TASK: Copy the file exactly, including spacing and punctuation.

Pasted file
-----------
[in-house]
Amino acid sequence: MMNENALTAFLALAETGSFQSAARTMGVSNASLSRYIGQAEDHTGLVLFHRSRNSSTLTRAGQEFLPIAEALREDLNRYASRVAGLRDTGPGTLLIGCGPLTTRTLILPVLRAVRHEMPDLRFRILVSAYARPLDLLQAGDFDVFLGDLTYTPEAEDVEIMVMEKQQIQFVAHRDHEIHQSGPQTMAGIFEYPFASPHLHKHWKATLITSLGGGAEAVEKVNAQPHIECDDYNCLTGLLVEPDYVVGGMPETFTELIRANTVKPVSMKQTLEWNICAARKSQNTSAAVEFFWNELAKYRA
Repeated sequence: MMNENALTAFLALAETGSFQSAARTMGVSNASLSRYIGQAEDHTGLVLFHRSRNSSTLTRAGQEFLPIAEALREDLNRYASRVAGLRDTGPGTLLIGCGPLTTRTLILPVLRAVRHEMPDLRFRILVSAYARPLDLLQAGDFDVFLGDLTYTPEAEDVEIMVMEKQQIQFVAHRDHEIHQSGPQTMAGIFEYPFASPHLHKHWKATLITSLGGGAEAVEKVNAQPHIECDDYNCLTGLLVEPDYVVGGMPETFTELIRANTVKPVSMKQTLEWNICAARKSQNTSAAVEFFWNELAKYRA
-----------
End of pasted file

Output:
[in-house]
Amino acid sequence: MMNENALTAFLALAETGSFQSAARTMGVSNASLSRYIGQAEDHTGLVLFHRSRNSSTLTRAGQEFLPIAEALREDLNRYASRVAGLRDTGPGTLLIGCGPLTTRTLILPVLRAVRHEMPDLRFRILVSAYARPLDLLQAGDFDVFLGDLTYTPEAEDVEIMVMEKQQIQFVAHRDHEIHQSGPQTMAGIFEYPFASPHLHKHWKATLITSLGGGAEAVEKVNAQPHIECDDYNCLTGLLVEPDYVVGGMPETFTELIRANTVKPVSMKQTLEWNICAARKSQNTSAAVEFFWNELAKYRA
Repeated sequence: MMNENALTAFLALAETGSFQSAARTMGVSNASLSRYIGQAEDHTGLVLFHRSRNSSTLTRAGQEFLPIAEALREDLNRYASRVAGLRDTGPGTLLIGCGPLTTRTLILPVLRAVRHEMPDLRFRILVSAYARPLDLLQAGDFDVFLGDLTYTPEAEDVEIMVMEKQQIQFVAHRDHEIHQSGPQTMAGIFEYPFASPHLHKHWKATLITSLGGGAEAVEKVNAQPHIECDDYNCLTGLLVEPDYVVGGMPETFTELIRANTVKPVSMKQTLEWNICAARKSQNTSAAVEFFWNELAKYRA